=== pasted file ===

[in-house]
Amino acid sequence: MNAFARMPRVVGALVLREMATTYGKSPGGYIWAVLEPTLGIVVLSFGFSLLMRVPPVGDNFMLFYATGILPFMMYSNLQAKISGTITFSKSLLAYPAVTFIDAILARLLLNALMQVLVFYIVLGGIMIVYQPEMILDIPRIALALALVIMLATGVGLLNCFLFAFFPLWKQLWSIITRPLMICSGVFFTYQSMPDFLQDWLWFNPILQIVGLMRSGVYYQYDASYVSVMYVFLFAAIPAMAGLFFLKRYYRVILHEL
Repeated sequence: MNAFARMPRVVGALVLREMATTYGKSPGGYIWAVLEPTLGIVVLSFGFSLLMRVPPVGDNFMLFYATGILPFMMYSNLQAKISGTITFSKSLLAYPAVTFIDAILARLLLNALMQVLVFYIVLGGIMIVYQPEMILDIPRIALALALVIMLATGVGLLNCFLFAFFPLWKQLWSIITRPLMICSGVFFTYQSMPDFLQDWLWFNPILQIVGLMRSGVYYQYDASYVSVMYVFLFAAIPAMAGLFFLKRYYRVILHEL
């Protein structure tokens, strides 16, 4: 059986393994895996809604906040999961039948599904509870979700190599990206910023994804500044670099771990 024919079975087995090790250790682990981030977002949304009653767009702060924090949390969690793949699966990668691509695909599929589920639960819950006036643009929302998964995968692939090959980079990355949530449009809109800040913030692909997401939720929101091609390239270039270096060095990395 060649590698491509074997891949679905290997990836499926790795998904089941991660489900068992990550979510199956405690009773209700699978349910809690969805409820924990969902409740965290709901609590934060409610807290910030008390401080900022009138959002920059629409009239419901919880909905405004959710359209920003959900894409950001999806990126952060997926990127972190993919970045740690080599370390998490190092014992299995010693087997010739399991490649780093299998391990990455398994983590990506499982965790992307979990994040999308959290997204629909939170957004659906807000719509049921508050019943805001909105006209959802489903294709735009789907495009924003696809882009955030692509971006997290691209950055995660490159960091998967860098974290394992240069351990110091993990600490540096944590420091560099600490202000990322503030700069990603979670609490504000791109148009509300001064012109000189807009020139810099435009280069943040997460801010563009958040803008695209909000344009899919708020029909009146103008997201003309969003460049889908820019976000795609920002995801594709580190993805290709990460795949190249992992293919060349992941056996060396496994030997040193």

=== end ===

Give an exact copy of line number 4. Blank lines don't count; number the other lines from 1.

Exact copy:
């Protein structure tokens, strides 16, 4: 059986393994895996809604906040999961039948599904509870979700190599990206910023994804500044670099771990 024919079975087995090790250790682990981030977002949304009653767009702060924090949390969690793949699966990668691509695909599929589920639960819950006036643009929302998964995968692939090959980079990355949530449009809109800040913030692909997401939720929101091609390239270039270096060095990395 060649590698491509074997891949679905290997990836499926790795998904089941991660489900068992990550979510199956405690009773209700699978349910809690969805409820924990969902409740965290709901609590934060409610807290910030008390401080900022009138959002920059629409009239419901919880909905405004959710359209920003959900894409950001999806990126952060997926990127972190993919970045740690080599370390998490190092014992299995010693087997010739399991490649780093299998391990990455398994983590990506499982965790992307979990994040999308959290997204629909939170957004659906807000719509049921508050019943805001909105006209959802489903294709735009789907495009924003696809882009955030692509971006997290691209950055995660490159960091998967860098974290394992240069351990110091993990600490540096944590420091560099600490202000990322503030700069990603979670609490504000791109148009509300001064012109000189807009020139810099435009280069943040997460801010563009958040803008695209909000344009899919708020029909009146103008997201003309969003460049889908820019976000795609920002995801594709580190993805290709990460795949190249992992293919060349992941056996060396496994030997040193």